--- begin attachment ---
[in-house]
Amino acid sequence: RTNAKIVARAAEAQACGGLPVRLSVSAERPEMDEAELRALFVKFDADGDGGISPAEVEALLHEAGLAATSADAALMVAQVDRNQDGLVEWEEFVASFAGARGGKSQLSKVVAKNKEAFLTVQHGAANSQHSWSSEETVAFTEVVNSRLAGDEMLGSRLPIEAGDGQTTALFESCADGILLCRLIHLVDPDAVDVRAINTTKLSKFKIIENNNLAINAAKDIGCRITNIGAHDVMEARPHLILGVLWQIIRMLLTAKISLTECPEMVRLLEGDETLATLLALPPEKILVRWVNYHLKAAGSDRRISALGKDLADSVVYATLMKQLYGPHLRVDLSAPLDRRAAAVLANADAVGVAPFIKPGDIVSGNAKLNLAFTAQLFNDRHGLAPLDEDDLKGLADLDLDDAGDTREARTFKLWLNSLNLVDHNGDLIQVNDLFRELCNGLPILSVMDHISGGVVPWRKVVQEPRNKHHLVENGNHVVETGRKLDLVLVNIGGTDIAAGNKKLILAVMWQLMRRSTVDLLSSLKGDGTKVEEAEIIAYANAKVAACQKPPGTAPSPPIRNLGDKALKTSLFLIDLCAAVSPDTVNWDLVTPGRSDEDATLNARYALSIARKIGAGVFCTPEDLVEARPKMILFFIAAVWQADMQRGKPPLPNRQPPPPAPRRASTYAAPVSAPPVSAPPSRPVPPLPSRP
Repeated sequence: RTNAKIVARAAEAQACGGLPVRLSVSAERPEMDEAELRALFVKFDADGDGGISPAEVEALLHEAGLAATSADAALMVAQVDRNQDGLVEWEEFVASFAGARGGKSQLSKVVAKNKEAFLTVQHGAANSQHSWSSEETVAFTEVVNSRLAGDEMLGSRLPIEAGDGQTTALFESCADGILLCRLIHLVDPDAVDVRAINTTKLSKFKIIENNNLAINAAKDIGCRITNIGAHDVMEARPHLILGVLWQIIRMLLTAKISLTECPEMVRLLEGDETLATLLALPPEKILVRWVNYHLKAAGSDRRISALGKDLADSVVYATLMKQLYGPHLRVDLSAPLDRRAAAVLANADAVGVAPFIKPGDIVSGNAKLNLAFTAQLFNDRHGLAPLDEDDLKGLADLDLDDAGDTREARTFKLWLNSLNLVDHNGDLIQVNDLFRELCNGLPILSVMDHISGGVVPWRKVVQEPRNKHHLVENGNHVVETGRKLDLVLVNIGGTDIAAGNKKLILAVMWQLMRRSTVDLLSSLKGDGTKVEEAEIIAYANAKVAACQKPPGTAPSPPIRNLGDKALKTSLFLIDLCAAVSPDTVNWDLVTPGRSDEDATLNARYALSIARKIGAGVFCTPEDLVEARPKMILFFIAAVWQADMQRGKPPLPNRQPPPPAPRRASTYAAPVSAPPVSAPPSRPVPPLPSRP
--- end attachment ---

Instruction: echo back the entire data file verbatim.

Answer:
[in-house]
Amino acid sequence: RTNAKIVARAAEAQACGGLPVRLSVSAERPEMDEAELRALFVKFDADGDGGISPAEVEALLHEAGLAATSADAALMVAQVDRNQDGLVEWEEFVASFAGARGGKSQLSKVVAKNKEAFLTVQHGAANSQHSWSSEETVAFTEVVNSRLAGDEMLGSRLPIEAGDGQTTALFESCADGILLCRLIHLVDPDAVDVRAINTTKLSKFKIIENNNLAINAAKDIGCRITNIGAHDVMEARPHLILGVLWQIIRMLLTAKISLTECPEMVRLLEGDETLATLLALPPEKILVRWVNYHLKAAGSDRRISALGKDLADSVVYATLMKQLYGPHLRVDLSAPLDRRAAAVLANADAVGVAPFIKPGDIVSGNAKLNLAFTAQLFNDRHGLAPLDEDDLKGLADLDLDDAGDTREARTFKLWLNSLNLVDHNGDLIQVNDLFRELCNGLPILSVMDHISGGVVPWRKVVQEPRNKHHLVENGNHVVETGRKLDLVLVNIGGTDIAAGNKKLILAVMWQLMRRSTVDLLSSLKGDGTKVEEAEIIAYANAKVAACQKPPGTAPSPPIRNLGDKALKTSLFLIDLCAAVSPDTVNWDLVTPGRSDEDATLNARYALSIARKIGAGVFCTPEDLVEARPKMILFFIAAVWQADMQRGKPPLPNRQPPPPAPRRASTYAAPVSAPPVSAPPSRPVPPLPSRP
Repeated sequence: RTNAKIVARAAEAQACGGLPVRLSVSAERPEMDEAELRALFVKFDADGDGGISPAEVEALLHEAGLAATSADAALMVAQVDRNQDGLVEWEEFVASFAGARGGKSQLSKVVAKNKEAFLTVQHGAANSQHSWSSEETVAFTEVVNSRLAGDEMLGSRLPIEAGDGQTTALFESCADGILLCRLIHLVDPDAVDVRAINTTKLSKFKIIENNNLAINAAKDIGCRITNIGAHDVMEARPHLILGVLWQIIRMLLTAKISLTECPEMVRLLEGDETLATLLALPPEKILVRWVNYHLKAAGSDRRISALGKDLADSVVYATLMKQLYGPHLRVDLSAPLDRRAAAVLANADAVGVAPFIKPGDIVSGNAKLNLAFTAQLFNDRHGLAPLDEDDLKGLADLDLDDAGDTREARTFKLWLNSLNLVDHNGDLIQVNDLFRELCNGLPILSVMDHISGGVVPWRKVVQEPRNKHHLVENGNHVVETGRKLDLVLVNIGGTDIAAGNKKLILAVMWQLMRRSTVDLLSSLKGDGTKVEEAEIIAYANAKVAACQKPPGTAPSPPIRNLGDKALKTSLFLIDLCAAVSPDTVNWDLVTPGRSDEDATLNARYALSIARKIGAGVFCTPEDLVEARPKMILFFIAAVWQADMQRGKPPLPNRQPPPPAPRRASTYAAPVSAPPVSAPPSRPVPPLPSRP